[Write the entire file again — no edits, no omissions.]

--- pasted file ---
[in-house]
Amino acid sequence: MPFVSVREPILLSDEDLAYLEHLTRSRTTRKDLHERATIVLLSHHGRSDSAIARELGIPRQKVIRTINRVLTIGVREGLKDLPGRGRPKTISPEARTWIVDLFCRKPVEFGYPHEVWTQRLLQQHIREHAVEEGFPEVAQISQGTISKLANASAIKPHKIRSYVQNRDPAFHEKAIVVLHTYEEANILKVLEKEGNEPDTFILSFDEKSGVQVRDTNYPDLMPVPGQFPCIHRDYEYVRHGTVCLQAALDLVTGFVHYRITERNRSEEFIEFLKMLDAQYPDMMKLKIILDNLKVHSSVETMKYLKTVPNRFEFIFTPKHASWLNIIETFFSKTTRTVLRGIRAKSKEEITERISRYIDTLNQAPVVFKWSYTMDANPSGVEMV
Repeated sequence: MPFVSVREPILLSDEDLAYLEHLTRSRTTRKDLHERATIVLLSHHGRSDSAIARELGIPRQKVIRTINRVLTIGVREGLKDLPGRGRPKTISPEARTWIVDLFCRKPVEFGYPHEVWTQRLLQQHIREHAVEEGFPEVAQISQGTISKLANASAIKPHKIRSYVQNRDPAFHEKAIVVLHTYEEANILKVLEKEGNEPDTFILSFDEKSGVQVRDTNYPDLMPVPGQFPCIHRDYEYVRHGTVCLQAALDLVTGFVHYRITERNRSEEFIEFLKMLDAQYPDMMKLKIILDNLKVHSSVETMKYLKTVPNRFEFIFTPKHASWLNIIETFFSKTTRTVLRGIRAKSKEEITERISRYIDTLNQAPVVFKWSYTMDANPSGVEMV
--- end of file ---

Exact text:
[in-house]
Amino acid sequence: MPFVSVREPILLSDEDLAYLEHLTRSRTTRKDLHERATIVLLSHHGRSDSAIARELGIPRQKVIRTINRVLTIGVREGLKDLPGRGRPKTISPEARTWIVDLFCRKPVEFGYPHEVWTQRLLQQHIREHAVEEGFPEVAQISQGTISKLANASAIKPHKIRSYVQNRDPAFHEKAIVVLHTYEEANILKVLEKEGNEPDTFILSFDEKSGVQVRDTNYPDLMPVPGQFPCIHRDYEYVRHGTVCLQAALDLVTGFVHYRITERNRSEEFIEFLKMLDAQYPDMMKLKIILDNLKVHSSVETMKYLKTVPNRFEFIFTPKHASWLNIIETFFSKTTRTVLRGIRAKSKEEITERISRYIDTLNQAPVVFKWSYTMDANPSGVEMV
Repeated sequence: MPFVSVREPILLSDEDLAYLEHLTRSRTTRKDLHERATIVLLSHHGRSDSAIARELGIPRQKVIRTINRVLTIGVREGLKDLPGRGRPKTISPEARTWIVDLFCRKPVEFGYPHEVWTQRLLQQHIREHAVEEGFPEVAQISQGTISKLANASAIKPHKIRSYVQNRDPAFHEKAIVVLHTYEEANILKVLEKEGNEPDTFILSFDEKSGVQVRDTNYPDLMPVPGQFPCIHRDYEYVRHGTVCLQAALDLVTGFVHYRITERNRSEEFIEFLKMLDAQYPDMMKLKIILDNLKVHSSVETMKYLKTVPNRFEFIFTPKHASWLNIIETFFSKTTRTVLRGIRAKSKEEITERISRYIDTLNQAPVVFKWSYTMDANPSGVEMV